Suing Your Employer for Getting COVID-19 at Work
Even though the jobless rate in New Jersey has spiked to over 16%, there are still countless employees who have needed to show up in person to work during the COVID-19 crisis. Many of them have contracted the virus at work as their employers were lax about protecting them on the job. You may be wondering whether you can file a lawsuit against your employer instead of seeking workers’ compensation benefits.
Your Lawsuit Must Be About More Than Negligence
Like the response to many legal questions, the answer to the inquiry of whether you can sue your employer for not taking the proper COVID-19 precautions is complicated. Ultimately, it would depend on the level of blame that the employer bears for the fact that you contracted COVID-19 on the job. Nevertheless, you would need to go well beyond showing that your employer was negligent in failing to protect you.
In general, it is very difficult to file a personal injury lawsuit against your employer. This is because the workers’ compensation system gives them a certain level of protection from any lawsuit that an employee would file. If a worker is injured on the job, and getting coronavirus at work would count as an injury, their exclusive remedy is to file a workers’ compensation claim.
Try to Find Lawsuit Grounds
You cannot file a standard personal injury lawsuit on the theory that the employer was negligent in failing to protect you. While you can receive workers’ compensation benefits under those circumstances, you would likely get more in payment in a personal injury lawsuit. This is why some victims will want to find a reason to try to file a lawsuit instead of a workers’ compensation claim.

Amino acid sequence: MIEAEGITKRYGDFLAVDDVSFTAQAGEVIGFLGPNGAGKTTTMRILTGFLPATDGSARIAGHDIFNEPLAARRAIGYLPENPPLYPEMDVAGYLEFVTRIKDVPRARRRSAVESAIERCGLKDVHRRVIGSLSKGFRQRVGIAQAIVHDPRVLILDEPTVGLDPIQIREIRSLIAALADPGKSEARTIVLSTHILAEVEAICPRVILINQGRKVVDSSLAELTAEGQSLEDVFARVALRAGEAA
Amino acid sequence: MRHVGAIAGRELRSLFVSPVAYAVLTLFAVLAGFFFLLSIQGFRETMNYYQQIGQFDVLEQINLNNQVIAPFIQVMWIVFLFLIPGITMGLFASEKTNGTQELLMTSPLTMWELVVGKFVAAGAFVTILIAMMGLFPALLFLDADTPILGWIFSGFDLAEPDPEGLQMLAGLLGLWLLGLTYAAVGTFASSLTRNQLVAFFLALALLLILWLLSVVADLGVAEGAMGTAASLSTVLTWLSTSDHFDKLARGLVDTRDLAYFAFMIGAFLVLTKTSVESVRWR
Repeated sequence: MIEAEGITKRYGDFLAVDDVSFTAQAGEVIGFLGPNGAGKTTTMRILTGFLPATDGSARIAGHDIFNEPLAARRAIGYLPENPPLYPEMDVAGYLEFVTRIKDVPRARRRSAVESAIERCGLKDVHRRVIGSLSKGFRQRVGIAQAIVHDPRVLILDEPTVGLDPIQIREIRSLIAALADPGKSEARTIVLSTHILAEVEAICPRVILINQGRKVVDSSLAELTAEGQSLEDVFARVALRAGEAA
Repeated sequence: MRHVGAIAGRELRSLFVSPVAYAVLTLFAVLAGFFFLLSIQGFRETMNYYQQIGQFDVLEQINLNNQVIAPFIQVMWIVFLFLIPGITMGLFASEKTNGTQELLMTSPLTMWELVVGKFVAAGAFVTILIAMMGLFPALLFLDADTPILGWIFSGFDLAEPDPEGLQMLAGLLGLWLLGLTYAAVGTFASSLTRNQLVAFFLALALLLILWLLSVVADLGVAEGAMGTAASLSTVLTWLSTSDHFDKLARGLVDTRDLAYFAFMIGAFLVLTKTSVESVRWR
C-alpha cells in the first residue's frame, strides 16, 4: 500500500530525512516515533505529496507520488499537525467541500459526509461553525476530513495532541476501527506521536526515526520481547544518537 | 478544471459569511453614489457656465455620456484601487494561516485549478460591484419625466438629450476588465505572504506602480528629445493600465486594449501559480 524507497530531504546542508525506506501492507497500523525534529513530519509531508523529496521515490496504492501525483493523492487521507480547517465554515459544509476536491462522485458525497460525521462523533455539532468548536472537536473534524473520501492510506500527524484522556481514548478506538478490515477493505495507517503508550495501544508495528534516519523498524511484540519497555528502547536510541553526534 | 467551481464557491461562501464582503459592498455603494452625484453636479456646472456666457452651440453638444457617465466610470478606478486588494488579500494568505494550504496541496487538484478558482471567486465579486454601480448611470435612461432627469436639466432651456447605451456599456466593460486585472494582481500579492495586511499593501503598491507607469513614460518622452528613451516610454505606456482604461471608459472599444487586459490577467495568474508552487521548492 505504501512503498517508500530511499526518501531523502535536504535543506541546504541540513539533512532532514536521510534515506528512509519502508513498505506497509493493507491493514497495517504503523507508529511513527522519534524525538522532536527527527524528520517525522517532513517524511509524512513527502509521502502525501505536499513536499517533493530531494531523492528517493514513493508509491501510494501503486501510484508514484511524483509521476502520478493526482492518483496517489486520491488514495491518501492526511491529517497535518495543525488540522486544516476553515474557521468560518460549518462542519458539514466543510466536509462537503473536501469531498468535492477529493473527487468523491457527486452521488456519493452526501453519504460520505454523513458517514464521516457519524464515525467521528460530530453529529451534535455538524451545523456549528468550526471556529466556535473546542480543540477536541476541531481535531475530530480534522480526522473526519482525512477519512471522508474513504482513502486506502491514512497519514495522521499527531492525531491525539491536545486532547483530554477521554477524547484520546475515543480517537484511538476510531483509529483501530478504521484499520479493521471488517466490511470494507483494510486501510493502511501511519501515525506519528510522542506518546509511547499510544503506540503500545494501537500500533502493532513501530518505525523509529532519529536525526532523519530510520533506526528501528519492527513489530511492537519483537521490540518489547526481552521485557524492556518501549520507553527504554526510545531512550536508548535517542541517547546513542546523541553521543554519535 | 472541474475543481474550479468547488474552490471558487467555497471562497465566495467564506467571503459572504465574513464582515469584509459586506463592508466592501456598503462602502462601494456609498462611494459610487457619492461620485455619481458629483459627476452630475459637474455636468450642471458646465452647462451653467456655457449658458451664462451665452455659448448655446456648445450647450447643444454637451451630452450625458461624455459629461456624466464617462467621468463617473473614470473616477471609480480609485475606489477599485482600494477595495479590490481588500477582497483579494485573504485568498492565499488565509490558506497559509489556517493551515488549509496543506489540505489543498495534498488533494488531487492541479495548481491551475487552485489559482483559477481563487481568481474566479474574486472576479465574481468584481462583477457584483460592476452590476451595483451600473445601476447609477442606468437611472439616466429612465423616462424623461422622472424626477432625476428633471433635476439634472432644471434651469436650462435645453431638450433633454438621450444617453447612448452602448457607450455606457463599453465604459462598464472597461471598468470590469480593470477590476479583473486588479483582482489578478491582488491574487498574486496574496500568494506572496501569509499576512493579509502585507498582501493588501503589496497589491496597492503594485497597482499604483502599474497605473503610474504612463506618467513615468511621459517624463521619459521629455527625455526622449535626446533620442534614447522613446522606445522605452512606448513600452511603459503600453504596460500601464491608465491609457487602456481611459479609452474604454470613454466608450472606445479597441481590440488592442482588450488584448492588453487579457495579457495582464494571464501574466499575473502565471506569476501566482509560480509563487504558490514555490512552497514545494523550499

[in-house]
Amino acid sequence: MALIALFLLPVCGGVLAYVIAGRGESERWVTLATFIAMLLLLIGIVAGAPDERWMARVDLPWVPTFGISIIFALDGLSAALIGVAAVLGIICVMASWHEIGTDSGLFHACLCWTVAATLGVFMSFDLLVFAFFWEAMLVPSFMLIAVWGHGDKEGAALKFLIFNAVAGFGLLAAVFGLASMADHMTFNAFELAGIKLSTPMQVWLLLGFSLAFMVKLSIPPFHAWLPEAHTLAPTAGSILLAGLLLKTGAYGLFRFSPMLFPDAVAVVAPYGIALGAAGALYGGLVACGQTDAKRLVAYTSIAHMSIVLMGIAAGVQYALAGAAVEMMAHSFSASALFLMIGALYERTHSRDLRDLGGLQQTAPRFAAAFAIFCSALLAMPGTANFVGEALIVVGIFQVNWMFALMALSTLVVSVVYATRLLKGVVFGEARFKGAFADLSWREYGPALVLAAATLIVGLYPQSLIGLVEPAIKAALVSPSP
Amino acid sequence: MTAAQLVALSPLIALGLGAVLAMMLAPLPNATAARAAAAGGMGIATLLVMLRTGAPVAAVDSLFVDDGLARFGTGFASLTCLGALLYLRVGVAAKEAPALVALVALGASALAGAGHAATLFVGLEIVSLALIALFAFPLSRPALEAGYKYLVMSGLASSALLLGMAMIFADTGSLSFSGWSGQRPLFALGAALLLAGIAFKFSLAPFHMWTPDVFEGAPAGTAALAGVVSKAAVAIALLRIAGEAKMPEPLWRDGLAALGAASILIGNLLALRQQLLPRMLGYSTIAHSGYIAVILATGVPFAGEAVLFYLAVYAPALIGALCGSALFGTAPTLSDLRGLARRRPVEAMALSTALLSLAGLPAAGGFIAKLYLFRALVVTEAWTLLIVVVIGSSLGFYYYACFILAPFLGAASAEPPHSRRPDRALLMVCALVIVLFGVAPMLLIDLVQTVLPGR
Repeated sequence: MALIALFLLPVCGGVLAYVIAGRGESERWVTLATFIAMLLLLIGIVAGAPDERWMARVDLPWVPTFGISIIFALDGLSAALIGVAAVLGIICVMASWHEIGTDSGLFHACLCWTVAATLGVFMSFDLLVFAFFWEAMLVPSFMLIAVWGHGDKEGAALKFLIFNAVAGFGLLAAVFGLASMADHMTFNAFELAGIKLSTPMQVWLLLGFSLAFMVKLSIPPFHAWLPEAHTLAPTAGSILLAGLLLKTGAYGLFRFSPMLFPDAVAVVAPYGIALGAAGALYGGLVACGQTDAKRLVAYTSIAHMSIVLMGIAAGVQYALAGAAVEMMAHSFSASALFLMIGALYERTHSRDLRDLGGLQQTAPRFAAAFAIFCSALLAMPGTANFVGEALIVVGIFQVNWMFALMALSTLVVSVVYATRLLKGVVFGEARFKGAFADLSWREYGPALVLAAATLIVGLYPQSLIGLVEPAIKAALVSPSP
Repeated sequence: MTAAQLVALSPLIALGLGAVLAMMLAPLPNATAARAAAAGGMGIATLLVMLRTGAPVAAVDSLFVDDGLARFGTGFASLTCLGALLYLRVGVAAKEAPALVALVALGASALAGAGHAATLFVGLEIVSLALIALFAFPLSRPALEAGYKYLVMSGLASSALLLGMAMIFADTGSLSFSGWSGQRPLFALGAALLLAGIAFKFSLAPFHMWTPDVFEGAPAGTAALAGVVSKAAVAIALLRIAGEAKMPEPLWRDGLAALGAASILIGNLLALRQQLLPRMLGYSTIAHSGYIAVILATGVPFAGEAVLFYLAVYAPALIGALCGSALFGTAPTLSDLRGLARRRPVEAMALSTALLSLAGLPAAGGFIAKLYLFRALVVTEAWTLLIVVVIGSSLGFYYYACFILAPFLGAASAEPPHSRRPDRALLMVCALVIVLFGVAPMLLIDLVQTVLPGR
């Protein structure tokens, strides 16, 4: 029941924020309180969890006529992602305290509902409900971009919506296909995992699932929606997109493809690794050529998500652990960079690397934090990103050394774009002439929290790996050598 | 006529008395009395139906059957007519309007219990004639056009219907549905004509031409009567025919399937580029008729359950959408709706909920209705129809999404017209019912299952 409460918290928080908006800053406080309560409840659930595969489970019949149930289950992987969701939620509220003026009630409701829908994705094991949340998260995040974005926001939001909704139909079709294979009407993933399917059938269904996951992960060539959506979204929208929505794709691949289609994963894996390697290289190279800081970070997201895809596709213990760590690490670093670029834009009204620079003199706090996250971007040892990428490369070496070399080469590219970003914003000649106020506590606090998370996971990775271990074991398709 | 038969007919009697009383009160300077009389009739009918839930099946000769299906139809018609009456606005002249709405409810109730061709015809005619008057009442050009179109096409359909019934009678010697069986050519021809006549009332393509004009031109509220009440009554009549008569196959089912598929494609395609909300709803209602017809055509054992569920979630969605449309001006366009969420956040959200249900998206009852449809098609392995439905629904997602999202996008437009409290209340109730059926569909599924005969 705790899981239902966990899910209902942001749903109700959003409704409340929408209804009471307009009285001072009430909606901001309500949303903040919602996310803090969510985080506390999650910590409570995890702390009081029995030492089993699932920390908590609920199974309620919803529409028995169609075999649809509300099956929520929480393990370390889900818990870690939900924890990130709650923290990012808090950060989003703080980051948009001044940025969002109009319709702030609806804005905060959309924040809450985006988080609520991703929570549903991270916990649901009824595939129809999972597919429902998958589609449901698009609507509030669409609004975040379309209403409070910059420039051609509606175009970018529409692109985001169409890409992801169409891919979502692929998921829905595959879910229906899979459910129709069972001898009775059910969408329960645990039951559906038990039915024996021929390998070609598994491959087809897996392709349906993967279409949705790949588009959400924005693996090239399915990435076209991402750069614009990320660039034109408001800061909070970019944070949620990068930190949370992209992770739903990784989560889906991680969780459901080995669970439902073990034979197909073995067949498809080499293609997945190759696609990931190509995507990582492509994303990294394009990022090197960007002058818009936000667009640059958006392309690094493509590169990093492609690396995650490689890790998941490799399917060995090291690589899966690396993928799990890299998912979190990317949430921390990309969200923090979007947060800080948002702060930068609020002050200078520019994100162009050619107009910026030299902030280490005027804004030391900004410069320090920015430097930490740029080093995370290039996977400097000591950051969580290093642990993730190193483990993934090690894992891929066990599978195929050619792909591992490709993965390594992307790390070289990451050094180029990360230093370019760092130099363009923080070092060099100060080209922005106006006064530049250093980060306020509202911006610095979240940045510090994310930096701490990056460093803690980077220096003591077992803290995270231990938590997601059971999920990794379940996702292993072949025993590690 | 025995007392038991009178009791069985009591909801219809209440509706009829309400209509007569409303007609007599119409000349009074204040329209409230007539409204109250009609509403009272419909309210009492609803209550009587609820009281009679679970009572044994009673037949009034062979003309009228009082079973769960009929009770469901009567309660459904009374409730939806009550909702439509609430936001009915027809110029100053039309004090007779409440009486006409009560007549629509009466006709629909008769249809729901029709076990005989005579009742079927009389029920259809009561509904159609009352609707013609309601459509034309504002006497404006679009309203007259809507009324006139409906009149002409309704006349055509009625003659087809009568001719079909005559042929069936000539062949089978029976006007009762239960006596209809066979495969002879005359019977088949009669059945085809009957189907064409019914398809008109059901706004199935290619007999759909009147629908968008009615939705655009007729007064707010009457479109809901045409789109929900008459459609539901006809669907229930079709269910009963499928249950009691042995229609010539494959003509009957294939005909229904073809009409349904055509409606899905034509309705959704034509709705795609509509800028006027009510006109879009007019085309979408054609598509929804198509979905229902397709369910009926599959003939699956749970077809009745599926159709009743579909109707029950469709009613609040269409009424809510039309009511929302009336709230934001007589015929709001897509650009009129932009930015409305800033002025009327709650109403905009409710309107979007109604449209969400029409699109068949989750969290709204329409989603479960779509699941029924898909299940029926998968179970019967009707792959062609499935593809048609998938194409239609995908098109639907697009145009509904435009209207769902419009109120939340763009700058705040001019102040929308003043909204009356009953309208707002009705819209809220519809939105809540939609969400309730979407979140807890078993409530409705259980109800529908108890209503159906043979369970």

In New Jersey, there are some limited circumstances under which an employee can sue their employer. Instead of just showing negligence on the part of their employer, they would need to prove that their employer acted with gross negligence. This is a much higher standard that is not always easy for a plaintiff to meet.
The Employer Must Have Acted Deliberately
While negligence can cover omissions or carelessness, gross negligence requires that the employer acted with some sort of intention or deliberate conduct. In other words, your employer needs to know that their employees are facing risks and deliberately ignored these risks in failing to protect the employees.
This is not an impossible standard to meet when it comes to preventing COVID-19 outbreaks at work. While many employers have since cleaned up their act as more information about the pandemic has been released, there are countless stories from the earlier days when employers sent their workers on the job without any personal protective equipment. Moreover, some employers forced their employees to work close together when they knew that COVID-19 was a highly contagious disease. Some supervisors forced employees to come into work even when they were showing symptoms of being ill. Each of these may be considered as deliberate conduct if the case goes to trial.
Again, it is not easy to win a personal injury lawsuit against an employer no matter the circumstances. This is the reason why workers’ compensation exists. However, there have been cases in New Jersey where employees have been successful. For example, a New Jersey court allowed an injured employee to sue when their employer willfully ignored federal safety rules.
Of course, COVID-19 is an unprecedented situation, so it is too soon to tell how courts will treat the normal rules. A Morristown personal injury lawyer can advise you as to the possible merits of your case. You should be prepared for some uncertainty along the way as courts’ legal approaches to this issue are still unknown.
To learn more about whether your employer may be liable for your case of COVID-19 that you got on the job, contact the Morristown personal injury lawyer Gregg Wisotsky at (973) 898-0161 to schedule your free initial consultation. We have offices throughout New Jersey.